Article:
That argument you’ve been having for a decade with your neighbor over the two feet of land you think you own doesn’t hold anything against this land claim, a Peruvian family has sued the state, claiming that they own the Machu Picchu ruins.
The family purchased the land with gold in 1910 and while they sold it to another family in 1944 they say the ruins were not part of the sale.
The family is taking their case to the United Nations and according to Seventy-year-old Edgar Echegaray Abril he has the original deed to prove his case.
During the 1944 sale the family says the ruins were being expropriated by the state and they never paid the family as agreed.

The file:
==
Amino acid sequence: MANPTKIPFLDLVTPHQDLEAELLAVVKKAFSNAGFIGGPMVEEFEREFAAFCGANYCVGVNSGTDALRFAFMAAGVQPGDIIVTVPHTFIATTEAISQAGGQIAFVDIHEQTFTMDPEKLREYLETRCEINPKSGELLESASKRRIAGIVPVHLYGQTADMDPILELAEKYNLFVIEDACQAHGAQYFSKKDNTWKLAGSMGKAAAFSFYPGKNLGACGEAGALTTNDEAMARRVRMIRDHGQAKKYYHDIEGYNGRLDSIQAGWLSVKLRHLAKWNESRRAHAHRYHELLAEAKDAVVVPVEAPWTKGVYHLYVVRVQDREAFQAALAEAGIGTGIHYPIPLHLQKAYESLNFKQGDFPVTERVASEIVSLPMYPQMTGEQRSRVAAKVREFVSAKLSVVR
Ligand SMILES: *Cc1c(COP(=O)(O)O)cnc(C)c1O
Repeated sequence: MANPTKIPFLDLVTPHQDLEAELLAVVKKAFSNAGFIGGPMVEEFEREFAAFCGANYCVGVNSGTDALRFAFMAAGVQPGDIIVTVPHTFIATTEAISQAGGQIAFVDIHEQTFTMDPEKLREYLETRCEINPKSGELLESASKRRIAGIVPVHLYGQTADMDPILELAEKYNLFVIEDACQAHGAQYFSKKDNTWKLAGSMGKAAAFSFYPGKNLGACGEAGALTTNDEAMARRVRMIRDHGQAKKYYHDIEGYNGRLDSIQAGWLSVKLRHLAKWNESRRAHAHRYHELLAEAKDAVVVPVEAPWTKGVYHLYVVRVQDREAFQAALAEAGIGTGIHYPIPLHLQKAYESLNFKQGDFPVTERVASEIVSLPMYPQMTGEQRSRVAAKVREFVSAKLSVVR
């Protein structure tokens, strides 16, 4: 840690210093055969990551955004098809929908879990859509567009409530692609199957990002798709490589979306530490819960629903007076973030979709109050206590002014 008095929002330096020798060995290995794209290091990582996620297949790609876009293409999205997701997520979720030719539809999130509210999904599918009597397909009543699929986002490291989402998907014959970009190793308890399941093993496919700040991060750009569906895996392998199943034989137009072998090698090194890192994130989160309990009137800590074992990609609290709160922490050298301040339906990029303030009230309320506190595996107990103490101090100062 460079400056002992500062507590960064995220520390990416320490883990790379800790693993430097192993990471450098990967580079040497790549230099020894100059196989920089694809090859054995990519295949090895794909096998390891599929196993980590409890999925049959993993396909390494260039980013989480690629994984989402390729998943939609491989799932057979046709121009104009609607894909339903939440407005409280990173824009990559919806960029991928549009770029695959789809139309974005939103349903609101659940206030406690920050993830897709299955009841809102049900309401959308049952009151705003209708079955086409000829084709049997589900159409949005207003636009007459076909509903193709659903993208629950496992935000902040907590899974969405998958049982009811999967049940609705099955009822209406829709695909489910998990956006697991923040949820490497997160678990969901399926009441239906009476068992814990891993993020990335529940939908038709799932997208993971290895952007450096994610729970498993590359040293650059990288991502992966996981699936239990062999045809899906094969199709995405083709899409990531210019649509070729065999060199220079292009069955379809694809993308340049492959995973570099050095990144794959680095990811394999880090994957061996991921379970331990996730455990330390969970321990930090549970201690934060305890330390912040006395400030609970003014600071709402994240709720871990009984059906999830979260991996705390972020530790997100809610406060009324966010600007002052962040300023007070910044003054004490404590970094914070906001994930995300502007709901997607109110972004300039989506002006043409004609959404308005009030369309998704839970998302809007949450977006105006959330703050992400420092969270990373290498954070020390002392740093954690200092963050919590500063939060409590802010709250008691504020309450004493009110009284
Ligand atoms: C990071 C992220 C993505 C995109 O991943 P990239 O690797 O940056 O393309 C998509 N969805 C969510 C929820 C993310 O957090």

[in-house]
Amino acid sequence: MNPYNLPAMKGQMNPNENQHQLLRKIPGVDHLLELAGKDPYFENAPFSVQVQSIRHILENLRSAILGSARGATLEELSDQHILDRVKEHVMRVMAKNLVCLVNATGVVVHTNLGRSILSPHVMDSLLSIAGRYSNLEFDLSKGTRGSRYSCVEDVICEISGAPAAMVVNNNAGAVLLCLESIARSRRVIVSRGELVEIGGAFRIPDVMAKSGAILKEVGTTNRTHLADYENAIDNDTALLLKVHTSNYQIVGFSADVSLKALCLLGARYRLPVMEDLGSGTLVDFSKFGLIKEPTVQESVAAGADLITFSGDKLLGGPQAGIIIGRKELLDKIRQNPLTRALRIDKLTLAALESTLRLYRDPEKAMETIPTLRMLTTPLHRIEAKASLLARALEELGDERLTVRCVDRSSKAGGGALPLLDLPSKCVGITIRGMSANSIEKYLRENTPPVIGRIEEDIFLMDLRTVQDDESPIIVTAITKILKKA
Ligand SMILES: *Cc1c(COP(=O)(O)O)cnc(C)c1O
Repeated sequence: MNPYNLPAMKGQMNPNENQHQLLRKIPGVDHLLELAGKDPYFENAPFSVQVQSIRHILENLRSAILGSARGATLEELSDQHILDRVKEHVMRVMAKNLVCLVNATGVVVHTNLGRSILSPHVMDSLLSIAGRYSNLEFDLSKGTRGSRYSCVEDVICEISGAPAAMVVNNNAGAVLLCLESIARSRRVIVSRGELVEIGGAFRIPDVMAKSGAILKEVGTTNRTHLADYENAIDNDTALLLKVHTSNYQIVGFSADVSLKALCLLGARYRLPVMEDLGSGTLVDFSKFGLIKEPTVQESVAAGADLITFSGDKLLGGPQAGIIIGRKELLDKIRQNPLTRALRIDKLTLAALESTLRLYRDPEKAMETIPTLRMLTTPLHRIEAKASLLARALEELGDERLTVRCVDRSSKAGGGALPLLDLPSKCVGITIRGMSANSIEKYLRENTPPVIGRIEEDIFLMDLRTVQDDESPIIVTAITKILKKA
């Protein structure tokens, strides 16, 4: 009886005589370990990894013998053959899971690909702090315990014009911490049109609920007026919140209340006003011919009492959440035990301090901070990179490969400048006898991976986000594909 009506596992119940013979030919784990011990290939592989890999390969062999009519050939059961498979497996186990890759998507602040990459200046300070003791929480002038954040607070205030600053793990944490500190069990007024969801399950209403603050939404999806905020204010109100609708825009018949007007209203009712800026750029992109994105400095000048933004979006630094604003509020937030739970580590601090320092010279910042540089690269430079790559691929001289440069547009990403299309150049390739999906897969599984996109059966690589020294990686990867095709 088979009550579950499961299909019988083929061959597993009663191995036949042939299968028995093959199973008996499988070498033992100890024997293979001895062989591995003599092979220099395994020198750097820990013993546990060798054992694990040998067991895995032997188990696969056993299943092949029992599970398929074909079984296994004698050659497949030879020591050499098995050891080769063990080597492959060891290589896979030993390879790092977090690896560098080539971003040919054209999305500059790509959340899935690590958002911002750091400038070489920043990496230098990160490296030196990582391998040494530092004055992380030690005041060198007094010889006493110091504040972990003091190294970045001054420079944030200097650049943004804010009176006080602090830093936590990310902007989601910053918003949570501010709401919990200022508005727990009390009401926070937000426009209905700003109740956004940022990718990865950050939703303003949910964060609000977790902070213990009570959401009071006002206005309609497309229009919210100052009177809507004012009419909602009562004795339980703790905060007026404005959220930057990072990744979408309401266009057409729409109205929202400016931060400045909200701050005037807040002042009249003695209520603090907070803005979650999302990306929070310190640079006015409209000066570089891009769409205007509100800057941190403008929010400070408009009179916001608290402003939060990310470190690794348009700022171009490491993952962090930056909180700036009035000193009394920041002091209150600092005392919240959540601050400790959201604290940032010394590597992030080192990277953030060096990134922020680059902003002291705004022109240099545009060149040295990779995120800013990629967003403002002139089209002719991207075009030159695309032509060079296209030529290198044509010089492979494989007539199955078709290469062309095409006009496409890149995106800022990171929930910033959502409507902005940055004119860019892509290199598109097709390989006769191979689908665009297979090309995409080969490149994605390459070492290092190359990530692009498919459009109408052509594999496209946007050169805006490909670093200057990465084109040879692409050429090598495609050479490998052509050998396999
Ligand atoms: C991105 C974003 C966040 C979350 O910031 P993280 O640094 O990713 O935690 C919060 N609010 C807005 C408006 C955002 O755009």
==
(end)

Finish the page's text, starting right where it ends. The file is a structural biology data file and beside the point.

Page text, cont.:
A lawyer for Abrils tells the Telegraph:
“In Peru, as in international law, if the property is not expropriated from you, you don’t lose it.”
In the meantime they are asking UNESCO, an agency of the UN to examine the case while the Zavaleta family who bought the land in 1944 area also claiming compensation rights for a 22,000-hectare area in Machu Picchu Archaeological Park.
Officials in Peru are not commenting on the case, instead say that Machu Picchu “belongs to all Peruvians.”
Do you think the state should have to pay up after more than 100 years? It will be interesting to see if the plaintiffs can provide enough proof of ownership to claim rights to the ruins. How much do you think the state would have to pay if ordered to buy Machu Picchu?